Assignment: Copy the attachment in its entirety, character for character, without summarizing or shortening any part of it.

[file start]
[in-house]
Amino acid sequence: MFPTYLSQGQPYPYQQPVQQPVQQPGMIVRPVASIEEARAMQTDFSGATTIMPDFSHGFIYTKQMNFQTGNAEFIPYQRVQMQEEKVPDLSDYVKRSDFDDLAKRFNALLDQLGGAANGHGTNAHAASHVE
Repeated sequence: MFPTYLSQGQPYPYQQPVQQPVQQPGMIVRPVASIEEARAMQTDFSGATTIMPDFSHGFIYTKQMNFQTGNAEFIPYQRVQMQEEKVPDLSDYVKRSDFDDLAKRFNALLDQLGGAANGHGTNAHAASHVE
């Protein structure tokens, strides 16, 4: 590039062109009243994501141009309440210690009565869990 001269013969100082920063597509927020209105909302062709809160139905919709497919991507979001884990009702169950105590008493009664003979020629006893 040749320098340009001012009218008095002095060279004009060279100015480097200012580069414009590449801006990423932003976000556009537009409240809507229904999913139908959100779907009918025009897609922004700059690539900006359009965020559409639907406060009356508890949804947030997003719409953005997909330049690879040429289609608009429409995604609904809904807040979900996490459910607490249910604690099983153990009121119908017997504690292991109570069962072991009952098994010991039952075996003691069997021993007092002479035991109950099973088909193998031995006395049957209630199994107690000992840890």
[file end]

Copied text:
[in-house]
Amino acid sequence: MFPTYLSQGQPYPYQQPVQQPVQQPGMIVRPVASIEEARAMQTDFSGATTIMPDFSHGFIYTKQMNFQTGNAEFIPYQRVQMQEEKVPDLSDYVKRSDFDDLAKRFNALLDQLGGAANGHGTNAHAASHVE
Repeated sequence: MFPTYLSQGQPYPYQQPVQQPVQQPGMIVRPVASIEEARAMQTDFSGATTIMPDFSHGFIYTKQMNFQTGNAEFIPYQRVQMQEEKVPDLSDYVKRSDFDDLAKRFNALLDQLGGAANGHGTNAHAASHVE
């Protein structure tokens, strides 16, 4: 590039062109009243994501141009309440210690009565869990 001269013969100082920063597509927020209105909302062709809160139905919709497919991507979001884990009702169950105590008493009664003979020629006893 040749320098340009001012009218008095002095060279004009060279100015480097200012580069414009590449801006990423932003976000556009537009409240809507229904999913139908959100779907009918025009897609922004700059690539900006359009965020559409639907406060009356508890949804947030997003719409953005997909330049690879040429289609608009429409995604609904809904807040979900996490459910607490249910604690099983153990009121119908017997504690292991109570069962072991009952098994010991039952075996003691069997021993007092002479035991109950099973088909193998031995006395049957209630199994107690000992840890």